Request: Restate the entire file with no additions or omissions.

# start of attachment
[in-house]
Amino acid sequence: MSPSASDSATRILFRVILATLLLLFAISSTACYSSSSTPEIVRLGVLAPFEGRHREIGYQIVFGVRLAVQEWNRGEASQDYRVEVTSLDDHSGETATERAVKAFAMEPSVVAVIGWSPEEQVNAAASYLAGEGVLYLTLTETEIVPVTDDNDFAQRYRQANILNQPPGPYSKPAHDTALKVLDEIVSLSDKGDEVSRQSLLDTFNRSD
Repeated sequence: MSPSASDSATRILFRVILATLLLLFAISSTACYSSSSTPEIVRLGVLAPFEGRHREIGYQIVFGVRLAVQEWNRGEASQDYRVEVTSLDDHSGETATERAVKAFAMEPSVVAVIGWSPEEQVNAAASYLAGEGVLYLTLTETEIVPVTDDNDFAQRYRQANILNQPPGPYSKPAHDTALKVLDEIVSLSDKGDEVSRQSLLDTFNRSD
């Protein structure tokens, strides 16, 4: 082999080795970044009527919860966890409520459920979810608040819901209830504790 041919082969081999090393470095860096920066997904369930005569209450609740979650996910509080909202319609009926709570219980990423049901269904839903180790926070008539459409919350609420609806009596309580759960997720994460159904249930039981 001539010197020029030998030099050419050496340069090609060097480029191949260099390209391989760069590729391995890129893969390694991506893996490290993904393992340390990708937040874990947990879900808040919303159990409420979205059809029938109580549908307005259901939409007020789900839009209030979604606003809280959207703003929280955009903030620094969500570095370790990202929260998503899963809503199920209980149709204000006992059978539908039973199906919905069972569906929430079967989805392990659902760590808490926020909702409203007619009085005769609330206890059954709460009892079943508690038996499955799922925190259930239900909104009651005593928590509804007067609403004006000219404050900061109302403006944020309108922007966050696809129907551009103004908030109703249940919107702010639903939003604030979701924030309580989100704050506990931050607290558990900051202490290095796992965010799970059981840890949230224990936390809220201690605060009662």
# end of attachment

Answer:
[in-house]
Amino acid sequence: MSPSASDSATRILFRVILATLLLLFAISSTACYSSSSTPEIVRLGVLAPFEGRHREIGYQIVFGVRLAVQEWNRGEASQDYRVEVTSLDDHSGETATERAVKAFAMEPSVVAVIGWSPEEQVNAAASYLAGEGVLYLTLTETEIVPVTDDNDFAQRYRQANILNQPPGPYSKPAHDTALKVLDEIVSLSDKGDEVSRQSLLDTFNRSD
Repeated sequence: MSPSASDSATRILFRVILATLLLLFAISSTACYSSSSTPEIVRLGVLAPFEGRHREIGYQIVFGVRLAVQEWNRGEASQDYRVEVTSLDDHSGETATERAVKAFAMEPSVVAVIGWSPEEQVNAAASYLAGEGVLYLTLTETEIVPVTDDNDFAQRYRQANILNQPPGPYSKPAHDTALKVLDEIVSLSDKGDEVSRQSLLDTFNRSD
């Protein structure tokens, strides 16, 4: 082999080795970044009527919860966890409520459920979810608040819901209830504790 041919082969081999090393470095860096920066997904369930005569209450609740979650996910509080909202319609009926709570219980990423049901269904839903180790926070008539459409919350609420609806009596309580759960997720994460159904249930039981 001539010197020029030998030099050419050496340069090609060097480029191949260099390209391989760069590729391995890129893969390694991506893996490290993904393992340390990708937040874990947990879900808040919303159990409420979205059809029938109580549908307005259901939409007020789900839009209030979604606003809280959207703003929280955009903030620094969500570095370790990202929260998503899963809503199920209980149709204000006992059978539908039973199906919905069972569906929430079967989805392990659902760590808490926020909702409203007619009085005769609330206890059954709460009892079943508690038996499955799922925190259930239900909104009651005593928590509804007067609403004006000219404050900061109302403006944020309108922007966050696809129907551009103004908030109703249940919107702010639903939003604030979701924030309580989100704050506990931050607290558990900051202490290095796992965010799970059981840890949230224990936390809220201690605060009662």